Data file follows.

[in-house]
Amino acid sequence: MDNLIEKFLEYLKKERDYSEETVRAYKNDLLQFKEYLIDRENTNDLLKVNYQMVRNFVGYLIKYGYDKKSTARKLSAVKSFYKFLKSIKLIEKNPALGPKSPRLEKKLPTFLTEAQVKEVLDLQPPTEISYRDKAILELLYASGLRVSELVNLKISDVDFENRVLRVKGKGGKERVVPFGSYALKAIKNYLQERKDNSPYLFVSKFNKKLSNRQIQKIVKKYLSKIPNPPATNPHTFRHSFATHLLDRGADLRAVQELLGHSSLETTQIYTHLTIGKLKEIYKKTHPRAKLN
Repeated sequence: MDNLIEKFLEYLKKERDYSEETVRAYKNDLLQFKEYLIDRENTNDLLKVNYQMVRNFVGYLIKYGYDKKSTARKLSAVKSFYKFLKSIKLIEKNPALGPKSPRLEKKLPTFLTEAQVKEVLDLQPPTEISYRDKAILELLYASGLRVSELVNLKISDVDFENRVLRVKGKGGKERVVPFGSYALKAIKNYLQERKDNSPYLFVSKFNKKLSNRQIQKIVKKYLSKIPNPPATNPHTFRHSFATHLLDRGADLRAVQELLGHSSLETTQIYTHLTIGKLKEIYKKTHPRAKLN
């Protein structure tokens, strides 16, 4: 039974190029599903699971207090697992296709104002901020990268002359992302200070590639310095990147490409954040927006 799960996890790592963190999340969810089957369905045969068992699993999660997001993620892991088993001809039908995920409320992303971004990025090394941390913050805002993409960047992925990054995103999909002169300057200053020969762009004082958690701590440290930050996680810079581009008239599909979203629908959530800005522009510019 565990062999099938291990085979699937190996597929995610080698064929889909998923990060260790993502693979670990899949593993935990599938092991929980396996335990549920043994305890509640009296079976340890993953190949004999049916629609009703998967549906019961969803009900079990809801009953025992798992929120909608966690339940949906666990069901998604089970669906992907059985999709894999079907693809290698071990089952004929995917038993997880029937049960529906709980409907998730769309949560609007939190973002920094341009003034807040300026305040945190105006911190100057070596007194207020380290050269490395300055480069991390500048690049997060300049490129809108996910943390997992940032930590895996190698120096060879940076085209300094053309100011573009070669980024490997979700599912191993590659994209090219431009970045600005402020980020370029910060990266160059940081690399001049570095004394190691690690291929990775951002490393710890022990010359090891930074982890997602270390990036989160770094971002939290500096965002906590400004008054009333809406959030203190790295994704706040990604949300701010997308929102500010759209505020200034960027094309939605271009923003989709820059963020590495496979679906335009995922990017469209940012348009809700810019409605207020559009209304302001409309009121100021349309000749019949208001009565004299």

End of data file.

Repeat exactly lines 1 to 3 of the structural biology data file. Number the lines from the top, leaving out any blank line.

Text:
[in-house]
Amino acid sequence: MDNLIEKFLEYLKKERDYSEETVRAYKNDLLQFKEYLIDRENTNDLLKVNYQMVRNFVGYLIKYGYDKKSTARKLSAVKSFYKFLKSIKLIEKNPALGPKSPRLEKKLPTFLTEAQVKEVLDLQPPTEISYRDKAILELLYASGLRVSELVNLKISDVDFENRVLRVKGKGGKERVVPFGSYALKAIKNYLQERKDNSPYLFVSKFNKKLSNRQIQKIVKKYLSKIPNPPATNPHTFRHSFATHLLDRGADLRAVQELLGHSSLETTQIYTHLTIGKLKEIYKKTHPRAKLN
Repeated sequence: MDNLIEKFLEYLKKERDYSEETVRAYKNDLLQFKEYLIDRENTNDLLKVNYQMVRNFVGYLIKYGYDKKSTARKLSAVKSFYKFLKSIKLIEKNPALGPKSPRLEKKLPTFLTEAQVKEVLDLQPPTEISYRDKAILELLYASGLRVSELVNLKISDVDFENRVLRVKGKGGKERVVPFGSYALKAIKNYLQERKDNSPYLFVSKFNKKLSNRQIQKIVKKYLSKIPNPPATNPHTFRHSFATHLLDRGADLRAVQELLGHSSLETTQIYTHLTIGKLKEIYKKTHPRAKLN